The life spans of most insects are shorter than a year. This is in part because they're cold-blooded and thus poorly equipped for winter. Some do live much longer, though, and my guess is that the periodic cicada holds the record.
They can live for a whopping seventeen years. And all but about two weeks of that time is spent in immaturity under ground. When they finally do rise from under the ground, their adult lives are over before they've hardly begun.
There's at least one species of long-horned beetle that beats out the cicada with its ability to survive in its larval form in dead wood for thirty-five to fifty years. But the insect with the longest life span, as far as we know, is the African mound-building termite queen.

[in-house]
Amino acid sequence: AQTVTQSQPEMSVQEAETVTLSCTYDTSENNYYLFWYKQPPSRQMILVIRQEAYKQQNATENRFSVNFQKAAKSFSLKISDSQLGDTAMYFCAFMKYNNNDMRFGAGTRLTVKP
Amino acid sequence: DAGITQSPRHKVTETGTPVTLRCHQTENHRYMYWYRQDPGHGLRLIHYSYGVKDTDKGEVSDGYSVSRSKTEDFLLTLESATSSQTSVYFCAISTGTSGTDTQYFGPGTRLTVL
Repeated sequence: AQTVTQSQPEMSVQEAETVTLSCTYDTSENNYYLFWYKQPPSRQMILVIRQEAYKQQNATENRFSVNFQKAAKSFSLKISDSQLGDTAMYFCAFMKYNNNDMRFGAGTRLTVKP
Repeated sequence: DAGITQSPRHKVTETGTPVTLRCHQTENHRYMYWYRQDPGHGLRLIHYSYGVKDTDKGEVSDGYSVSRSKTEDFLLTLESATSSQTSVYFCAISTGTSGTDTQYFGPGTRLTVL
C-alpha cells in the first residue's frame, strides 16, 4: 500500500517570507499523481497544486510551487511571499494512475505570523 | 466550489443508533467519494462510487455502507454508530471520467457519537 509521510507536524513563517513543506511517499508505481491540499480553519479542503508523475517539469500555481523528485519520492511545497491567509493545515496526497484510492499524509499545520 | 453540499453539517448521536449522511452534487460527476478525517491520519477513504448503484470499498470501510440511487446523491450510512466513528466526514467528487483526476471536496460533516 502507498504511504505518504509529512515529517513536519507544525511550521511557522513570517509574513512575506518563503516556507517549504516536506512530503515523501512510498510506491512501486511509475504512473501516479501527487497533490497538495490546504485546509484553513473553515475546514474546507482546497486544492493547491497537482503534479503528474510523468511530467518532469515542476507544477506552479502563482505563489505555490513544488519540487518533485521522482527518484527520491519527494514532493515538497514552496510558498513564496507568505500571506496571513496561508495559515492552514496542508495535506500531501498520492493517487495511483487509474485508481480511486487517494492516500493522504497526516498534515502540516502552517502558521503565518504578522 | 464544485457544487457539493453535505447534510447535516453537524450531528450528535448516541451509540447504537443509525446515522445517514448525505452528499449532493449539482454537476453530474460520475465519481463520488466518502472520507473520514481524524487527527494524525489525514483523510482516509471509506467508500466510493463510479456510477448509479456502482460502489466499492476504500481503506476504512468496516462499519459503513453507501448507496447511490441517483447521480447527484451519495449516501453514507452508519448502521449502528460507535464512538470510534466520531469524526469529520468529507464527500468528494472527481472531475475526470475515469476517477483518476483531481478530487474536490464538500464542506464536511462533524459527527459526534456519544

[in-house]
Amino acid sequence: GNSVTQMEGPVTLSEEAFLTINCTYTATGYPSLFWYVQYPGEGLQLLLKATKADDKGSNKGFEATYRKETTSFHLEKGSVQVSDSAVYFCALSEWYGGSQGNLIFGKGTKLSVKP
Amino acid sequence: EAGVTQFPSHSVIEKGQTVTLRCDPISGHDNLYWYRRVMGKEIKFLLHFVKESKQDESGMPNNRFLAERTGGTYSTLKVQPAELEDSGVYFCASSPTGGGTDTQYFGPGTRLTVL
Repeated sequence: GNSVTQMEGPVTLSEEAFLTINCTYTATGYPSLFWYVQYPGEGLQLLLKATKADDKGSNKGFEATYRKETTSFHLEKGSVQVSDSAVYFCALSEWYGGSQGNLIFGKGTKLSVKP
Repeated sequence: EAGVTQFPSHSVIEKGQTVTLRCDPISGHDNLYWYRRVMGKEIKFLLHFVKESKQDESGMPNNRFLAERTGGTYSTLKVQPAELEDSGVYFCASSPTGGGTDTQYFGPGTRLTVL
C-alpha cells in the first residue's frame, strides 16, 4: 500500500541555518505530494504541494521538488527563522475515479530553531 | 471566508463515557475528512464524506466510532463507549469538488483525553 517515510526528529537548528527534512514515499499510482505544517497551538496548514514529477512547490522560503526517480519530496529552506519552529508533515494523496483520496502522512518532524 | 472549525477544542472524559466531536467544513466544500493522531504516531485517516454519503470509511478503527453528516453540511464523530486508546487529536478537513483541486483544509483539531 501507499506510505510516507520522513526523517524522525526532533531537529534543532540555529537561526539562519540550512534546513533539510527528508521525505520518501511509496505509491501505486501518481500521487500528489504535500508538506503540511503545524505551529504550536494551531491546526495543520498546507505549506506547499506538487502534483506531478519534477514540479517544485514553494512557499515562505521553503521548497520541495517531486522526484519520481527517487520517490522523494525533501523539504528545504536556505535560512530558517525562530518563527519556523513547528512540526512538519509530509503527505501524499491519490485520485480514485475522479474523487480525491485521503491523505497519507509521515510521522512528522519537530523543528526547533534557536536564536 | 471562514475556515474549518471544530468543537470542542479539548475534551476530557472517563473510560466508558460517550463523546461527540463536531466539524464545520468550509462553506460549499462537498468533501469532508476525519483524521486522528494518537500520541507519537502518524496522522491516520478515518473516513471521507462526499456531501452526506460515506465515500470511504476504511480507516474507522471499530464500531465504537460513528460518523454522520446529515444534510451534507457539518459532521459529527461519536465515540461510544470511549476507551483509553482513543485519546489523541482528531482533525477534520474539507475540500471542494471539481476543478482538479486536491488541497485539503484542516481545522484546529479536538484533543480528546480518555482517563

These termites are known in part for the large mounds they build. They look something like haystacks, but more solid, like stone. Inside the mounds lives a highly sophisticated society of insects. Some termite queens live longer than sixty years.
Some scientists think they may live even longer than that. One thing's for sure, she's not lying around watching television all those long years. She's laying eggs constantly, up to something like thirty-five thousand a day.